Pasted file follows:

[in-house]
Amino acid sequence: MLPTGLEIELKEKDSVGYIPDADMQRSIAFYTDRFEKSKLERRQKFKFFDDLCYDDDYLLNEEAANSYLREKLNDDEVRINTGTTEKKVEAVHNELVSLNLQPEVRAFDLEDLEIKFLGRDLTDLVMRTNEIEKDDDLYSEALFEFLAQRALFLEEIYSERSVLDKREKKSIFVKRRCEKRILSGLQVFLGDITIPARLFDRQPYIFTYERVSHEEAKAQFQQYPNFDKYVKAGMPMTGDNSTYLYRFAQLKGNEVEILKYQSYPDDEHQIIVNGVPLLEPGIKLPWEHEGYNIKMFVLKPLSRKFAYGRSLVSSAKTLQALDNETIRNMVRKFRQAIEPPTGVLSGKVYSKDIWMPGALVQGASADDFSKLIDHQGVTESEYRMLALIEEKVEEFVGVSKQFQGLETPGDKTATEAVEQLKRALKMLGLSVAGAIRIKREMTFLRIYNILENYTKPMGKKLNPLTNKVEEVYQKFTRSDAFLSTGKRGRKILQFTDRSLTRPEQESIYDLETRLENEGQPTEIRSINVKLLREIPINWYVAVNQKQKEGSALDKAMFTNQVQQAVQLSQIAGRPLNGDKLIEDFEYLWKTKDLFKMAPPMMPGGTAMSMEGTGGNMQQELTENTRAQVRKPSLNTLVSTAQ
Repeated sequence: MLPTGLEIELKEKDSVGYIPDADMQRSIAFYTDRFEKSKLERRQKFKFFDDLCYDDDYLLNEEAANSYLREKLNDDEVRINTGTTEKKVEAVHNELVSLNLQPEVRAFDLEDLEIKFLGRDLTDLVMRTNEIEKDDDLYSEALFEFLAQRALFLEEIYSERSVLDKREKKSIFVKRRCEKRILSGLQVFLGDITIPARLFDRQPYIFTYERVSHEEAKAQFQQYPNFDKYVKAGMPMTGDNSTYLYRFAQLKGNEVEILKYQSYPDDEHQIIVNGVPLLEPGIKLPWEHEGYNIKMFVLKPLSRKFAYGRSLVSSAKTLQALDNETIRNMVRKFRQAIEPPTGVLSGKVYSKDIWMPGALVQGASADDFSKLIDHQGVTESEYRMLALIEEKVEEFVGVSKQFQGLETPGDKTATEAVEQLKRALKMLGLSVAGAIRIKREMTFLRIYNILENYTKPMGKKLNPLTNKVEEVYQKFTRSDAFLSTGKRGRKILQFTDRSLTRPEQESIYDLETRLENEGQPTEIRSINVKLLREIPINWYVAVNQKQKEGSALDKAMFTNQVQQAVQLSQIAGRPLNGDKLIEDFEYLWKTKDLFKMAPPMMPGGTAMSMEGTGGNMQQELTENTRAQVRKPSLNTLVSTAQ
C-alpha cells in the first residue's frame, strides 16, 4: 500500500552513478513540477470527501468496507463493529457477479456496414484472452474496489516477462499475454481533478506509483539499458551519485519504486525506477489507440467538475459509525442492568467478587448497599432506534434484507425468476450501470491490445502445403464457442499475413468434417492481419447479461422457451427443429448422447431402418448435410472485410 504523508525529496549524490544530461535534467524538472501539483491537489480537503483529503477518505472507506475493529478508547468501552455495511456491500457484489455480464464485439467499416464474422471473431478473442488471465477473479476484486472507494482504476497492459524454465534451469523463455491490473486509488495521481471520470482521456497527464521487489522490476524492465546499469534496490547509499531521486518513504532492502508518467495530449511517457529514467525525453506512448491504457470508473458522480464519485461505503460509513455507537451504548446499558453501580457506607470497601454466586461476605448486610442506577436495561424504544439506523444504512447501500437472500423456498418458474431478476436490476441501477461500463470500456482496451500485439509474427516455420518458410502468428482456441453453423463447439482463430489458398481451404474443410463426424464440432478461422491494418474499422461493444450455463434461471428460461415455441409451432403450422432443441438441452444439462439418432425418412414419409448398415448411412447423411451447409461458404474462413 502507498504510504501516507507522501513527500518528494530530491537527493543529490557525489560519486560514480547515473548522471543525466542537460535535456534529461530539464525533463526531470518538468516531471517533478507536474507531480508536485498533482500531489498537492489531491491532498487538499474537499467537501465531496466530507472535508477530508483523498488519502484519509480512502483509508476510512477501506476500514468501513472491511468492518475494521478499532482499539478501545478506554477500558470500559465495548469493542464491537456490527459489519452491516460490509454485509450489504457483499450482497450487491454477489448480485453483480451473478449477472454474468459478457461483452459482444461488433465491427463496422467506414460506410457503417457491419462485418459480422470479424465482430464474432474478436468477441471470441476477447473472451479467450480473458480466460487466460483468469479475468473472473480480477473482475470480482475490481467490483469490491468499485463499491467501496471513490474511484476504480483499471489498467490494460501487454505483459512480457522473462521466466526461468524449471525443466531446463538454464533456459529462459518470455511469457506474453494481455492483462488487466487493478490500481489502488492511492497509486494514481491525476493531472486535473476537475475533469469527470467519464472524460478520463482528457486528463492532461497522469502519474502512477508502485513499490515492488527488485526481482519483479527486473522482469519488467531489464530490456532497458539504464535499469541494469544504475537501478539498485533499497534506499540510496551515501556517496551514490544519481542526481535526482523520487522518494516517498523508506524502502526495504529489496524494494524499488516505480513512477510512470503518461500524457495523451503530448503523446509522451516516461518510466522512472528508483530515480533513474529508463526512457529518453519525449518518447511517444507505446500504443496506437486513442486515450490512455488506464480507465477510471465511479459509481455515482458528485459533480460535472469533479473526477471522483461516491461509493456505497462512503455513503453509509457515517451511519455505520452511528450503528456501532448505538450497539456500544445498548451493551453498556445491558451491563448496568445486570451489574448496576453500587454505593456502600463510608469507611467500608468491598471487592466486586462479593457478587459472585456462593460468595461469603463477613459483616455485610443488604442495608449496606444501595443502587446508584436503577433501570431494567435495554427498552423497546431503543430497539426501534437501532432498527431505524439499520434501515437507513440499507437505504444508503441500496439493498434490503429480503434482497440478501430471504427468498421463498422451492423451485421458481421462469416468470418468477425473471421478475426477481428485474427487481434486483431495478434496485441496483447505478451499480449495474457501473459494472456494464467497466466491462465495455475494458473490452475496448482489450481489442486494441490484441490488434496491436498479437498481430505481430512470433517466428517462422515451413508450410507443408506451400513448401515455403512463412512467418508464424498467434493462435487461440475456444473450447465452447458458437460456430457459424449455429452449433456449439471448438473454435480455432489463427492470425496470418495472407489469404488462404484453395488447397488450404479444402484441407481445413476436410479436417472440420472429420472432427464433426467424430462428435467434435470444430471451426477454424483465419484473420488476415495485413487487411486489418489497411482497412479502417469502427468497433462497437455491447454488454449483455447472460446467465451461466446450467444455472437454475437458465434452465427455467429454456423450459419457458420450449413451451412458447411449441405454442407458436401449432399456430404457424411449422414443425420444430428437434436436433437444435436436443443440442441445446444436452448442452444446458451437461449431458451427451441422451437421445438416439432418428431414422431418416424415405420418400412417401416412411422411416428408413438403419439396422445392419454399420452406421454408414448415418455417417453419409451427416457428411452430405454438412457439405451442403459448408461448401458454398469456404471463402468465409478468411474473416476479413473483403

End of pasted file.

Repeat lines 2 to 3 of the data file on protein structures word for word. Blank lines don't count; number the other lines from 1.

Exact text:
Amino acid sequence: MLPTGLEIELKEKDSVGYIPDADMQRSIAFYTDRFEKSKLERRQKFKFFDDLCYDDDYLLNEEAANSYLREKLNDDEVRINTGTTEKKVEAVHNELVSLNLQPEVRAFDLEDLEIKFLGRDLTDLVMRTNEIEKDDDLYSEALFEFLAQRALFLEEIYSERSVLDKREKKSIFVKRRCEKRILSGLQVFLGDITIPARLFDRQPYIFTYERVSHEEAKAQFQQYPNFDKYVKAGMPMTGDNSTYLYRFAQLKGNEVEILKYQSYPDDEHQIIVNGVPLLEPGIKLPWEHEGYNIKMFVLKPLSRKFAYGRSLVSSAKTLQALDNETIRNMVRKFRQAIEPPTGVLSGKVYSKDIWMPGALVQGASADDFSKLIDHQGVTESEYRMLALIEEKVEEFVGVSKQFQGLETPGDKTATEAVEQLKRALKMLGLSVAGAIRIKREMTFLRIYNILENYTKPMGKKLNPLTNKVEEVYQKFTRSDAFLSTGKRGRKILQFTDRSLTRPEQESIYDLETRLENEGQPTEIRSINVKLLREIPINWYVAVNQKQKEGSALDKAMFTNQVQQAVQLSQIAGRPLNGDKLIEDFEYLWKTKDLFKMAPPMMPGGTAMSMEGTGGNMQQELTENTRAQVRKPSLNTLVSTAQ
Repeated sequence: MLPTGLEIELKEKDSVGYIPDADMQRSIAFYTDRFEKSKLERRQKFKFFDDLCYDDDYLLNEEAANSYLREKLNDDEVRINTGTTEKKVEAVHNELVSLNLQPEVRAFDLEDLEIKFLGRDLTDLVMRTNEIEKDDDLYSEALFEFLAQRALFLEEIYSERSVLDKREKKSIFVKRRCEKRILSGLQVFLGDITIPARLFDRQPYIFTYERVSHEEAKAQFQQYPNFDKYVKAGMPMTGDNSTYLYRFAQLKGNEVEILKYQSYPDDEHQIIVNGVPLLEPGIKLPWEHEGYNIKMFVLKPLSRKFAYGRSLVSSAKTLQALDNETIRNMVRKFRQAIEPPTGVLSGKVYSKDIWMPGALVQGASADDFSKLIDHQGVTESEYRMLALIEEKVEEFVGVSKQFQGLETPGDKTATEAVEQLKRALKMLGLSVAGAIRIKREMTFLRIYNILENYTKPMGKKLNPLTNKVEEVYQKFTRSDAFLSTGKRGRKILQFTDRSLTRPEQESIYDLETRLENEGQPTEIRSINVKLLREIPINWYVAVNQKQKEGSALDKAMFTNQVQQAVQLSQIAGRPLNGDKLIEDFEYLWKTKDLFKMAPPMMPGGTAMSMEGTGGNMQQELTENTRAQVRKPSLNTLVSTAQ